People wore their hearts on homemade signs along Harlem Avenue.--Photo courtesy of Jennifer New

People wore their hearts on homemade signs along Harlem Avenue.
--Photo courtesy of Jennifer New

Neighbors line Harlem to salute Ella French

Sadness for slain CPD officer

By Steve Metsch

and Tim Hadac

Chicagoans and suburbanites stood united last week in tribute Chicago Police Officer Ella French as a procession headed south along Harlem Avenue.

French’s family was driven south on Harlem from the Stevenson Expressway to 79th Street, then east to her visitation Aug. 18 at the St. Rita Shrine Chapel at St. Rita High School. Her funeral was held the following day.

CRRNH EllaFrenchHarlemAve 082521

People wore their hearts on homemade signs along Harlem Avenue.
–Photo courtesy of Jennifer New

The 29-year-old French was shot in the head and killed earlier this month during a traffic stop at 63rd and Bell.

Although the motorcade along Harlem was over in moments, there were no complaints voiced about waiting on a muggy afternoon.

“It’s a shame,” said Clearing resident Susan Herkel, 61, as she stood near 77th and Harlem and fought back tears. “Chicago is losing too many of their police officers.”

“I have a lot of friends who are police officers, and they are just scared for their lives,” Herkel said. “Mayor Lightfoot needs to step up and do something.”

Her mother, Marie Wurtz, 86, said, “I think it’s terrible. I feel sorry for the families.”

A bit north, near Archer and Harlem, Jim Difronzo said Chicago’s leaders “need to take a long, hard look at how we prevent this sort of thing from happening. There’s a real breakdown of respect for authority in Chicago and in this country, and I think a lot of that is driven by politicians and prosecutors who are soft on crime, to the point where criminals don’t think twice about shooting another person, even a police officer.”

Sherri Kitzmann said she is “tired of mourning the death of our police officers, whether it’s through them being killed on the job or taking their own lives or whatever. I cry every time I hear of another officer dying. Where will it end? When will it end? Does it ever end?”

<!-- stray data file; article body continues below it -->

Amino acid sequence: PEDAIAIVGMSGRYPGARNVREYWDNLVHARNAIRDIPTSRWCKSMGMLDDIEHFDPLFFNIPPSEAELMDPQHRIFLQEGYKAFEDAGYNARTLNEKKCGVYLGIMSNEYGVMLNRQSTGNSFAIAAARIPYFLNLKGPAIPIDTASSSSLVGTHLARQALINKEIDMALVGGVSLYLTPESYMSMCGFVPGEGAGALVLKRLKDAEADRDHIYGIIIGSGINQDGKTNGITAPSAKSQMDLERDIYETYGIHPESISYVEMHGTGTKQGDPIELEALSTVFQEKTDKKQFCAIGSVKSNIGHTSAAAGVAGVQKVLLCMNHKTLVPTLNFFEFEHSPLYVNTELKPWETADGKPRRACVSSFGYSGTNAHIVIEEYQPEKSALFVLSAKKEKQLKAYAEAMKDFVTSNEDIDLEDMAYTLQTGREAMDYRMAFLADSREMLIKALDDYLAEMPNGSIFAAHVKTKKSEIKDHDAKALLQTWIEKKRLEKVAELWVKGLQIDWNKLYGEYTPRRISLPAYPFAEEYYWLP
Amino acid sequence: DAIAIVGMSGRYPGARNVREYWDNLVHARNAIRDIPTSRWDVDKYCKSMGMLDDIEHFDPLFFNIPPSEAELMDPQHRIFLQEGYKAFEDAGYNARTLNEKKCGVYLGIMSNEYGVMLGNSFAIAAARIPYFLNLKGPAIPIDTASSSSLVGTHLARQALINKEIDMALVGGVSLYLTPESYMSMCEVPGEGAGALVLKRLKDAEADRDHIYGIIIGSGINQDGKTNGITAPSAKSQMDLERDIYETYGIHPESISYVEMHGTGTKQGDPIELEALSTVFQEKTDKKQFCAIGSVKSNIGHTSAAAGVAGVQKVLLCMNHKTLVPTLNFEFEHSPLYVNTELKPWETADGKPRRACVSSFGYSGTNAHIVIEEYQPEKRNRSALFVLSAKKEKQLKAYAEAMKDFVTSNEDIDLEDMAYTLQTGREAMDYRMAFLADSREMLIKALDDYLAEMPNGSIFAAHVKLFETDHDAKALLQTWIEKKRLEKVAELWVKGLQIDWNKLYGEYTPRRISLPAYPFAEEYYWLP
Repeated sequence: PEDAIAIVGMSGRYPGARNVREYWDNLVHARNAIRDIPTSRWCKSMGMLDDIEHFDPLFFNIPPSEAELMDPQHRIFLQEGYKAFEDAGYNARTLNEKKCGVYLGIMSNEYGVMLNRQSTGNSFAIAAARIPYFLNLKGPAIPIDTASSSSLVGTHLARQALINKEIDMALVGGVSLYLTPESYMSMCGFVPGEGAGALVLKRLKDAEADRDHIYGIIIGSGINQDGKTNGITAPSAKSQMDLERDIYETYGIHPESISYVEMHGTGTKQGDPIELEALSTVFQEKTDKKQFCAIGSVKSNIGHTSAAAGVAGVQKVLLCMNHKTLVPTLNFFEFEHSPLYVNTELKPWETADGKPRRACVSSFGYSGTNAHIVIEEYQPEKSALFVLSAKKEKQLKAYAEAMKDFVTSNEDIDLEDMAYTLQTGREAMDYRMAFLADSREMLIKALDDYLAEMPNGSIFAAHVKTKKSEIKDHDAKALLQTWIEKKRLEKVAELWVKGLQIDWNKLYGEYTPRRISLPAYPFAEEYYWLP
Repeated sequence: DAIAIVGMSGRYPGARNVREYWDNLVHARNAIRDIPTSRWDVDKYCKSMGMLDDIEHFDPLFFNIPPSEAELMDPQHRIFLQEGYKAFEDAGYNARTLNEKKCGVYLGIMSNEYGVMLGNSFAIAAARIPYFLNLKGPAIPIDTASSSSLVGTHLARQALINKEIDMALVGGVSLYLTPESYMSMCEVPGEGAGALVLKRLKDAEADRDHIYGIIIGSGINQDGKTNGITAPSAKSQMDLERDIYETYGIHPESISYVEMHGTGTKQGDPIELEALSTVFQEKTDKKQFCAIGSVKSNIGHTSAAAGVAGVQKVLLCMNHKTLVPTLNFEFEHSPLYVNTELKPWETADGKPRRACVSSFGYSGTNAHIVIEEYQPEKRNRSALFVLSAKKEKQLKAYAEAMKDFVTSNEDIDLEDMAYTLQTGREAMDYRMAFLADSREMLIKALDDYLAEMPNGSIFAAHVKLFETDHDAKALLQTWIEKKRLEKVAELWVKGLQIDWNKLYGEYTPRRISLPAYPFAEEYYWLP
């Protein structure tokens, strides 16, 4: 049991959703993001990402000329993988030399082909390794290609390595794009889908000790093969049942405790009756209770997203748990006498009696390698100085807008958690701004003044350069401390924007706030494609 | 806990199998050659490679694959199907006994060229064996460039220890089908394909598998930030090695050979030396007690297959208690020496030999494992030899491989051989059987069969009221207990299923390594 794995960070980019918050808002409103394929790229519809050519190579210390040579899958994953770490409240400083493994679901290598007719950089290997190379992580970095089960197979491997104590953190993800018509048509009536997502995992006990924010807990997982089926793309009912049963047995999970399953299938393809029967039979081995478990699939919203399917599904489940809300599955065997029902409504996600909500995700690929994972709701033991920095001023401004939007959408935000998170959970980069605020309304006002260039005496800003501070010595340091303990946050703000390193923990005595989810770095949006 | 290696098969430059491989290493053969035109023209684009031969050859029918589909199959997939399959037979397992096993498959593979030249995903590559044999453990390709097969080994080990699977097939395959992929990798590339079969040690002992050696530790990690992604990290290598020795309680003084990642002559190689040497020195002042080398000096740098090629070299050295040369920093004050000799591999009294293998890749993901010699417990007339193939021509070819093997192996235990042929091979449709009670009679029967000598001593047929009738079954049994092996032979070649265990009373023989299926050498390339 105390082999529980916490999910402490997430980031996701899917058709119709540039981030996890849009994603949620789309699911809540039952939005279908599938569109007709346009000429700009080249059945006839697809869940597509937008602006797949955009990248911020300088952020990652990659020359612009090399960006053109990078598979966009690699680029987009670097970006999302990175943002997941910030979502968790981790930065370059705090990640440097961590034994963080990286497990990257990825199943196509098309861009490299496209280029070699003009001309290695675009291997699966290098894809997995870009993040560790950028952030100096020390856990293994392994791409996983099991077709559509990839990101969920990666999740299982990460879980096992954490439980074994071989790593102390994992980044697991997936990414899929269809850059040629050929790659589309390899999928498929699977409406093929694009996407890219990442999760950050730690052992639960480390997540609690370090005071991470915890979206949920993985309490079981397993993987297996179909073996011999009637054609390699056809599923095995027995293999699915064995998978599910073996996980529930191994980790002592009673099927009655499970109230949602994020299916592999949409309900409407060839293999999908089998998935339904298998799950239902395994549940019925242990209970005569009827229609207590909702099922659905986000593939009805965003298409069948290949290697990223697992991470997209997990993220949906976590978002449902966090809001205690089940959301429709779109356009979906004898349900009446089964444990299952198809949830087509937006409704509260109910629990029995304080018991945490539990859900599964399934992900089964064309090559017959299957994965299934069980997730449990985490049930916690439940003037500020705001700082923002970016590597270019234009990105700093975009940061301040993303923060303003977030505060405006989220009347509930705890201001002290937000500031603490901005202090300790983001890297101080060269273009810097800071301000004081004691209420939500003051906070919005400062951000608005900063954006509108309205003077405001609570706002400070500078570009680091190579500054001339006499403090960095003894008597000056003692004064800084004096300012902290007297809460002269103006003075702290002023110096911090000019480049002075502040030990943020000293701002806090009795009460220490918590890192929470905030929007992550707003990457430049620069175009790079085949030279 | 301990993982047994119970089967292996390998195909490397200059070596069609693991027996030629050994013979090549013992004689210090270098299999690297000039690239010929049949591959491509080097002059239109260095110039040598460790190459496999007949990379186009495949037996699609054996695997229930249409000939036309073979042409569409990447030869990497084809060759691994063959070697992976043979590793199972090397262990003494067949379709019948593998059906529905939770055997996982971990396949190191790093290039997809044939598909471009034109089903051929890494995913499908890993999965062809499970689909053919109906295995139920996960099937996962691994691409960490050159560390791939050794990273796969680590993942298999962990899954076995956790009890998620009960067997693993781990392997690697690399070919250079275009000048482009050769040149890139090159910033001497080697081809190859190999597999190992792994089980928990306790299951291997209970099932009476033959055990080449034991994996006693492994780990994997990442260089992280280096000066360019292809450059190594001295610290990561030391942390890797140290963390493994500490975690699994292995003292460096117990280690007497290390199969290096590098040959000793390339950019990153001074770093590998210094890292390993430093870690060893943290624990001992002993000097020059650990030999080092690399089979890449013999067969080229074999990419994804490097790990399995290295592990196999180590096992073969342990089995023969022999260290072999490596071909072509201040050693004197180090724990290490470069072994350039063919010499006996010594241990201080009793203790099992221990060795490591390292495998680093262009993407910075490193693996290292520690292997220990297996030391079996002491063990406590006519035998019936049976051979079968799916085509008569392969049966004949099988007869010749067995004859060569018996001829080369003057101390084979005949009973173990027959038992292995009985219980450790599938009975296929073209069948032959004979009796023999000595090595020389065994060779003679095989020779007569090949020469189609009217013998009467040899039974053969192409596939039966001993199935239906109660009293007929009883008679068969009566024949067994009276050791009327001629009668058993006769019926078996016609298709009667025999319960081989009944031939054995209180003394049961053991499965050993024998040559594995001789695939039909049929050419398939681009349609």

Jason Kennedy said he wishes the U.S. “would implement a national gun-control system, like Australia did after [the Port Arthur Massacre]. They proved that sensible gun control can happen, and the number of gun crimes in Australia to incredibly low numbers. If they did it, so can we.”

Back near 77th and Harlem, Willow Springs Police Chief Jim Ritz was impressed by the turnout. He noted the strong suburban connection with Officer French who, as a girl, attended Gross School in Brookfield and Riverside-Brookfield High School.

“I feel so, so sad for the city of Chicago and its police officers,” Ritz said.

Bridgeview resident Armando Martinez, 56, came “to show respect for the police officer.” He regretted forgetting his American flag at home.

“It’s bad, really bad,” he said when asked about the danger police officers face every day.

“She was a young officer, too,” he added.

Martinez’ wife, Cynthia Velasquez, 52, said, “It’s a shame what police go through…this is senseless, senseless. They didn’t have to shoot her.”

A seven-year Hickory Hills Police Officer, Michael Franks, 35, declined comment. Instead, he gave a crisp salute to the passing vehicles carrying French family members en route to St. Rita.

Several children were in the crowd.

Theo Sanchez, 32, of Bridgeview, brought his two daughters, who are in the fifth and fourth grades.

“I want them to understand the importance of family,” said Sanchez, who called French’s death tragic.

“I have family on the (police) force, and I can’t imagine having to go through this,” Sanchez said. “For her and her family, I feel terrible.”

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